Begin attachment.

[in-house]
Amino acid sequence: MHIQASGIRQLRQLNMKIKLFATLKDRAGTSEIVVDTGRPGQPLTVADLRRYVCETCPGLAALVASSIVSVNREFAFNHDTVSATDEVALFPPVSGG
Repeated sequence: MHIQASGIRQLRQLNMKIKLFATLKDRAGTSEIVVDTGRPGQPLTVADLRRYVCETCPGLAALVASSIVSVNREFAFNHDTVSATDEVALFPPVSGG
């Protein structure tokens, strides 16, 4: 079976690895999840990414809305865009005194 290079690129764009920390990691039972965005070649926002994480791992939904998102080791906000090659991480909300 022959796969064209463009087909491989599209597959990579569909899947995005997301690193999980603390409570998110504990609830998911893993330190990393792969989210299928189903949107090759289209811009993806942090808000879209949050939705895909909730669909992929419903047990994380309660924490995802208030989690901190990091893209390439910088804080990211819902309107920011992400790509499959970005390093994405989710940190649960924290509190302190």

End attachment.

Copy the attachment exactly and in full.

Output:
[in-house]
Amino acid sequence: MHIQASGIRQLRQLNMKIKLFATLKDRAGTSEIVVDTGRPGQPLTVADLRRYVCETCPGLAALVASSIVSVNREFAFNHDTVSATDEVALFPPVSGG
Repeated sequence: MHIQASGIRQLRQLNMKIKLFATLKDRAGTSEIVVDTGRPGQPLTVADLRRYVCETCPGLAALVASSIVSVNREFAFNHDTVSATDEVALFPPVSGG
């Protein structure tokens, strides 16, 4: 079976690895999840990414809305865009005194 290079690129764009920390990691039972965005070649926002994480791992939904998102080791906000090659991480909300 022959796969064209463009087909491989599209597959990579569909899947995005997301690193999980603390409570998110504990609830998911893993330190990393792969989210299928189903949107090759289209811009993806942090808000879209949050939705895909909730669909992929419903047990994380309660924490995802208030989690901190990091893209390439910088804080990211819902309107920011992400790509499959970005390093994405989710940190649960924290509190302190």